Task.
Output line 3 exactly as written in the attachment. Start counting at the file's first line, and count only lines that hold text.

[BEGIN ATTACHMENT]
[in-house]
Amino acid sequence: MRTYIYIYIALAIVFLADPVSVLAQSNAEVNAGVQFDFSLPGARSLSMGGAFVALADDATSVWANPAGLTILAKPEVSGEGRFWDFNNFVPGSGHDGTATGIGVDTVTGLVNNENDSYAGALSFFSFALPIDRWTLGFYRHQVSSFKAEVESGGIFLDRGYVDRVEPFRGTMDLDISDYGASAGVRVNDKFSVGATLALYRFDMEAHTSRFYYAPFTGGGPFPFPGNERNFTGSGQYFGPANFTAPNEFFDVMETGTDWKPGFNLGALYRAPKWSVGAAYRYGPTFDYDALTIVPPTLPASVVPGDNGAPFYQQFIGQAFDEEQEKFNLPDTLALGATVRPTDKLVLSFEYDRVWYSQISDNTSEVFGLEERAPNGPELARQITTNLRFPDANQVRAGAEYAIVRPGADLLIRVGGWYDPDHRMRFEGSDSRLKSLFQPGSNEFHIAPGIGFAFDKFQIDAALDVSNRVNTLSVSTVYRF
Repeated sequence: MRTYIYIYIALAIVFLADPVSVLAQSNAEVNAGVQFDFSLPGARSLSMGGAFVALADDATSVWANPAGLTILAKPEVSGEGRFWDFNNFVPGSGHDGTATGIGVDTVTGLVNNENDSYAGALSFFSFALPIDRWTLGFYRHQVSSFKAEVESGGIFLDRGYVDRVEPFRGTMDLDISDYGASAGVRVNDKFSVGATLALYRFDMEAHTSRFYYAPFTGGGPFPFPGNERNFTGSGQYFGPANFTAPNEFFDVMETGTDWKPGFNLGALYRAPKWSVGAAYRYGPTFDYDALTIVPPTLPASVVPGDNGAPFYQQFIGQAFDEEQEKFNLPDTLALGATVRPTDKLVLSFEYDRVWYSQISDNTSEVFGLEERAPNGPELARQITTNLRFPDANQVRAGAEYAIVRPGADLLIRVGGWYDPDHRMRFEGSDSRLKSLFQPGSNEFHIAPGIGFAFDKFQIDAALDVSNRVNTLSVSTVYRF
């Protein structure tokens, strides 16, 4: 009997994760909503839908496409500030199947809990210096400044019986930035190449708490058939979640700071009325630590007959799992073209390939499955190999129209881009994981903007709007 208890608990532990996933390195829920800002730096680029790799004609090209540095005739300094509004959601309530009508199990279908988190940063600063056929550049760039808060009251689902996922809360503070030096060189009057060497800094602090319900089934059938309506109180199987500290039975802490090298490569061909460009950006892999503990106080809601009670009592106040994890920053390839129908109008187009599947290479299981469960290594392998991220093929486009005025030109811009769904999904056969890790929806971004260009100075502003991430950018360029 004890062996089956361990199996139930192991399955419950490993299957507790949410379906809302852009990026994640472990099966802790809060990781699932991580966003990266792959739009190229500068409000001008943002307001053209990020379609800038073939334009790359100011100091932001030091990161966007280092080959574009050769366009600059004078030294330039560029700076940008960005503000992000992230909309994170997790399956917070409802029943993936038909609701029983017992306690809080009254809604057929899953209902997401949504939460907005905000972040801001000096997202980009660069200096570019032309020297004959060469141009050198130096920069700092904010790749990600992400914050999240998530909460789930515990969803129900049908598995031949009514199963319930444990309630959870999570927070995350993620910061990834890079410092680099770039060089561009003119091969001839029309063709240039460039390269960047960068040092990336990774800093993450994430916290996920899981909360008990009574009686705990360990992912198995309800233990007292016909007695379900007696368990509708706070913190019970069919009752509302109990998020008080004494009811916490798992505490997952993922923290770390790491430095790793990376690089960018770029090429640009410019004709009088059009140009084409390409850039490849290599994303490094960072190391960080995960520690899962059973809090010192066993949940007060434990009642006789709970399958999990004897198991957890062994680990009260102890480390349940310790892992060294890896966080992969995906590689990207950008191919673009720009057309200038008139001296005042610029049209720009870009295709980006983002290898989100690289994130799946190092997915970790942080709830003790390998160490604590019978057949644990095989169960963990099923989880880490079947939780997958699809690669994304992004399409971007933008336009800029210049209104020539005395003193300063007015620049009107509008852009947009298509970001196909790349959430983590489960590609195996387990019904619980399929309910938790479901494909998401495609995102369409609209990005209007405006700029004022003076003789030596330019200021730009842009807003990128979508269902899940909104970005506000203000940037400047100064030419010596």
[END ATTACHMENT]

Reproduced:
Repeated sequence: MRTYIYIYIALAIVFLADPVSVLAQSNAEVNAGVQFDFSLPGARSLSMGGAFVALADDATSVWANPAGLTILAKPEVSGEGRFWDFNNFVPGSGHDGTATGIGVDTVTGLVNNENDSYAGALSFFSFALPIDRWTLGFYRHQVSSFKAEVESGGIFLDRGYVDRVEPFRGTMDLDISDYGASAGVRVNDKFSVGATLALYRFDMEAHTSRFYYAPFTGGGPFPFPGNERNFTGSGQYFGPANFTAPNEFFDVMETGTDWKPGFNLGALYRAPKWSVGAAYRYGPTFDYDALTIVPPTLPASVVPGDNGAPFYQQFIGQAFDEEQEKFNLPDTLALGATVRPTDKLVLSFEYDRVWYSQISDNTSEVFGLEERAPNGPELARQITTNLRFPDANQVRAGAEYAIVRPGADLLIRVGGWYDPDHRMRFEGSDSRLKSLFQPGSNEFHIAPGIGFAFDKFQIDAALDVSNRVNTLSVSTVYRF